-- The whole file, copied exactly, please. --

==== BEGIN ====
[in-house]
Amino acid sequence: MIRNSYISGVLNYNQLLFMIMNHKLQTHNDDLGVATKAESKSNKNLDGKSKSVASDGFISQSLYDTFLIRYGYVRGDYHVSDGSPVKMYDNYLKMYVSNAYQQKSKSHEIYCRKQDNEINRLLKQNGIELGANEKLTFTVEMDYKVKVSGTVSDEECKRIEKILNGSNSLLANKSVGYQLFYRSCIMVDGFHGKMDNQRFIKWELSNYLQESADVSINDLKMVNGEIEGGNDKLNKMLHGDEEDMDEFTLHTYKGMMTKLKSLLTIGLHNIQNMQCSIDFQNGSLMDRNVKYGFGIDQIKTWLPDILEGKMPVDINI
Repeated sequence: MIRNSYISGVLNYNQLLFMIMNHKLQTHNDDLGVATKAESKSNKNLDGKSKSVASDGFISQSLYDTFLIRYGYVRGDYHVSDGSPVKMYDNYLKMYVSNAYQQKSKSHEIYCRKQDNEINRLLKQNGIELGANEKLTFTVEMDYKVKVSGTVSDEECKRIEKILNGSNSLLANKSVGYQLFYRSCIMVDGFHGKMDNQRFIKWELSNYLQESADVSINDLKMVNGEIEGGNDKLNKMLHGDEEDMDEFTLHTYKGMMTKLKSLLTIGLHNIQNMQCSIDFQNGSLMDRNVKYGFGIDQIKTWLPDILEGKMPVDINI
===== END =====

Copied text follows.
[in-house]
Amino acid sequence: MIRNSYISGVLNYNQLLFMIMNHKLQTHNDDLGVATKAESKSNKNLDGKSKSVASDGFISQSLYDTFLIRYGYVRGDYHVSDGSPVKMYDNYLKMYVSNAYQQKSKSHEIYCRKQDNEINRLLKQNGIELGANEKLTFTVEMDYKVKVSGTVSDEECKRIEKILNGSNSLLANKSVGYQLFYRSCIMVDGFHGKMDNQRFIKWELSNYLQESADVSINDLKMVNGEIEGGNDKLNKMLHGDEEDMDEFTLHTYKGMMTKLKSLLTIGLHNIQNMQCSIDFQNGSLMDRNVKYGFGIDQIKTWLPDILEGKMPVDINI
Repeated sequence: MIRNSYISGVLNYNQLLFMIMNHKLQTHNDDLGVATKAESKSNKNLDGKSKSVASDGFISQSLYDTFLIRYGYVRGDYHVSDGSPVKMYDNYLKMYVSNAYQQKSKSHEIYCRKQDNEINRLLKQNGIELGANEKLTFTVEMDYKVKVSGTVSDEECKRIEKILNGSNSLLANKSVGYQLFYRSCIMVDGFHGKMDNQRFIKWELSNYLQESADVSINDLKMVNGEIEGGNDKLNKMLHGDEEDMDEFTLHTYKGMMTKLKSLLTIGLHNIQNMQCSIDFQNGSLMDRNVKYGFGIDQIKTWLPDILEGKMPVDINI